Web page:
Evaluating the Effectiveness of a Boredom Intervention (73873)

Session Information: Mind, Brain & Psychology: Human Emotional & Cognitive Development & Outcomes within Educational Contexts
Session Chair: Virginia Tze

Friday, 24 November 2023 15:35
Session: Session 4
Room: Room 603
Presentation Type: Oral Presentation

All presentation times are UTC + 9 (Asia/Tokyo)

Boredom is undoubtedly a common emotional experience among students. Tze et al. (2016) has identified its negative impact on students’ learning. While more research has generated to investigate what the teachers can do to mitigate boredom, as far as we know, there has not been an investigation undertaken to support the individuals—students—who experience this negative emotion. In this study, we designed a two-session boredom intervention. The first session focuses on psychoeducation, which teaches students about what boredom is as a scholarly construct; and the second session incorporates cognitive restructuring principle to walk students through six simple steps to debunk boredom thought errors. Both sessions included animated videos and online learning games. To evaluate the effectiveness of this program, a comparable intervention was created which include a session on explaining what university is and another session on scheduling for post-secondary study. Canadian university students were recruited, with n = 578 for boredom intervention and n = 256 for the comparable intervention. Prior to the intervention, students completed a pre-intervention survey, and immediately after watching the animated video and completing learning games, they filled out a post-intervention survey. Our results showed that, after controlling for the initial difference on boredom, students partaking the boredom intervention reported significantly lower level of boredom compared to those participating in the comparable intervention. Furthermore, their knowledge on boredom and cognitive restructuring skills both increased when compared to those receiving comparable intervention. Our study thus provides solid evidence regarding the effectiveness of the boredom intervention.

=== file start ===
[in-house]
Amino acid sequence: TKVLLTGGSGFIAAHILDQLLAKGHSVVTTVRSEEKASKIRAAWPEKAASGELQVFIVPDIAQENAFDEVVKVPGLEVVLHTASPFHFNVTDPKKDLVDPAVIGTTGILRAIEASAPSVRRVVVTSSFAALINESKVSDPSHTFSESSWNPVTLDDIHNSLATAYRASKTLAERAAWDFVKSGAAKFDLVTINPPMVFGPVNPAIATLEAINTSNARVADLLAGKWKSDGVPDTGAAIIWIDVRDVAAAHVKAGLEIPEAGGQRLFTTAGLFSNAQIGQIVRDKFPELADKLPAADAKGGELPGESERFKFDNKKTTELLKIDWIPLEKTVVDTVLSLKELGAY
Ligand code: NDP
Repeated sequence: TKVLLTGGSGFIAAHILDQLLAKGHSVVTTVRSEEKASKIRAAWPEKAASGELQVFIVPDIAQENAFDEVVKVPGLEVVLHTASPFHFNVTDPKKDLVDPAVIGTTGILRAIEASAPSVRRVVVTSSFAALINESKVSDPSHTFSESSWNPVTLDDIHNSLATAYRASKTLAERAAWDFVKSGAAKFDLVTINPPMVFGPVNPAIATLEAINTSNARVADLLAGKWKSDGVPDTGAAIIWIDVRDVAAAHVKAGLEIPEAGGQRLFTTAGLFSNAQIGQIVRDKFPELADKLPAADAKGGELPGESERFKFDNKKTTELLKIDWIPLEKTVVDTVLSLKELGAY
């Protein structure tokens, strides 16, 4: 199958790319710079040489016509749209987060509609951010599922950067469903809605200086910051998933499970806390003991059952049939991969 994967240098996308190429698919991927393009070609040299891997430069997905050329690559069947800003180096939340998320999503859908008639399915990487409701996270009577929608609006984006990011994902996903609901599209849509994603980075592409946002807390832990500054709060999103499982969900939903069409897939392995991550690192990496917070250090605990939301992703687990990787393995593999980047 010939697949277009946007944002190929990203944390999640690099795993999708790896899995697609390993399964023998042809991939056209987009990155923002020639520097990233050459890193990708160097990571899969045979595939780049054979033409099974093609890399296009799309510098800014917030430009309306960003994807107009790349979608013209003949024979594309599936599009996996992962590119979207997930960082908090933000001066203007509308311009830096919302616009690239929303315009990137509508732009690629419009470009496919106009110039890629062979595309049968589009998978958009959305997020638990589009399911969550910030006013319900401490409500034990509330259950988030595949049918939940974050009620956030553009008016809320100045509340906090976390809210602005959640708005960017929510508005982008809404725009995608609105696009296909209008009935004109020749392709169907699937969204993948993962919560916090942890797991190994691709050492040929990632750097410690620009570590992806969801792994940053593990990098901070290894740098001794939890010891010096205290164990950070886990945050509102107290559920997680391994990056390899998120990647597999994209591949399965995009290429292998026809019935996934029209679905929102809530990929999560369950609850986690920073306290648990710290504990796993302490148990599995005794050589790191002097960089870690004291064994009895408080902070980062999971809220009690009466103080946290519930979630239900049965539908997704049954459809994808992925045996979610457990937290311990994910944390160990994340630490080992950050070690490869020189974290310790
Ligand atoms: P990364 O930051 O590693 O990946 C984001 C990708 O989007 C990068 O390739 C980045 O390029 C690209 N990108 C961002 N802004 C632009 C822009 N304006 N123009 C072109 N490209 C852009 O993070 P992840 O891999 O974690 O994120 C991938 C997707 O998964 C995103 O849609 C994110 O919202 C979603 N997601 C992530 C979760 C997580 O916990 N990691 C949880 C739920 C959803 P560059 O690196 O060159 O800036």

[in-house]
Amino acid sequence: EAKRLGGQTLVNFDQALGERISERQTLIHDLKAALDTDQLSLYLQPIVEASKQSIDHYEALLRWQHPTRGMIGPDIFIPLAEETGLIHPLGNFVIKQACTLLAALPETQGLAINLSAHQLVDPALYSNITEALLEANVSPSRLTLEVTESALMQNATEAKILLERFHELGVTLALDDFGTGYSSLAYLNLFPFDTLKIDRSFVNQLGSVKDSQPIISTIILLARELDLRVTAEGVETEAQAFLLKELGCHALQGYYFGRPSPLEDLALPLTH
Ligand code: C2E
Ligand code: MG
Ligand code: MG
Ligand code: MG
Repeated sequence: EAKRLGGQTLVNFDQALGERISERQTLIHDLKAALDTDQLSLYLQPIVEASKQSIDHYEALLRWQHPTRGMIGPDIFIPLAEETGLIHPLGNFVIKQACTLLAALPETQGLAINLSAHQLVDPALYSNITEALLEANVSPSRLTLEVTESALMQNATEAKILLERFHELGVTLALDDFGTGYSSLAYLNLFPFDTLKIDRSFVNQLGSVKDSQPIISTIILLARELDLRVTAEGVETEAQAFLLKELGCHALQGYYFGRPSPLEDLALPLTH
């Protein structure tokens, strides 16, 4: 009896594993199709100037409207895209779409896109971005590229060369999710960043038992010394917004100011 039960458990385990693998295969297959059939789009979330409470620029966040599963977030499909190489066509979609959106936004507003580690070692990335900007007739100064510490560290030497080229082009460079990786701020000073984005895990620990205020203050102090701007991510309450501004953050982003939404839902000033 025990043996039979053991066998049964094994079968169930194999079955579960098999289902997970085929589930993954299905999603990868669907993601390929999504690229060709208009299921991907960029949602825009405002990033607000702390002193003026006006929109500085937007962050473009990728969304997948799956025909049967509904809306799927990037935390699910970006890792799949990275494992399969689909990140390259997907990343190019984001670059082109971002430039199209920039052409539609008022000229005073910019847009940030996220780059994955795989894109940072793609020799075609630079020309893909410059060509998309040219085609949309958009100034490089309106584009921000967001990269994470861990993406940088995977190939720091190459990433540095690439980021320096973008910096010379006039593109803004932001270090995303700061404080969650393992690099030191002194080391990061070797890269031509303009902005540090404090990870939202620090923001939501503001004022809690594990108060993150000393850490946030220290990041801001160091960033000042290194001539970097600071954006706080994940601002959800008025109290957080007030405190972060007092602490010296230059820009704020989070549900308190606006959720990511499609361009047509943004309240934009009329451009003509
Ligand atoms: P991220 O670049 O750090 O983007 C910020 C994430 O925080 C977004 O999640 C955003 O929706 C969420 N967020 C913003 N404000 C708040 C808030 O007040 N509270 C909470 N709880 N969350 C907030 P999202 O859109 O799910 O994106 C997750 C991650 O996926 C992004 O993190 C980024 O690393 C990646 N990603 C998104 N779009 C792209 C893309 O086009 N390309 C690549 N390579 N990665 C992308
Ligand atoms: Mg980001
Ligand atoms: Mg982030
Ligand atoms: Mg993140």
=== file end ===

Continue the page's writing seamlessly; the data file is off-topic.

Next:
Authors:
Virginia Tze, University of Manitoba, Canada
Johnson Li, University of Manitoba, Canada
Lia Daniels, University of Alberta, Canada


About the Presenter(s)
Dr Virginia Tze is a University Associate Professor/Senior Lecturer at University of Manitoba in Canada

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Posted by Clive Staples Lewis

Last updated: 2023-02-23 23:45:00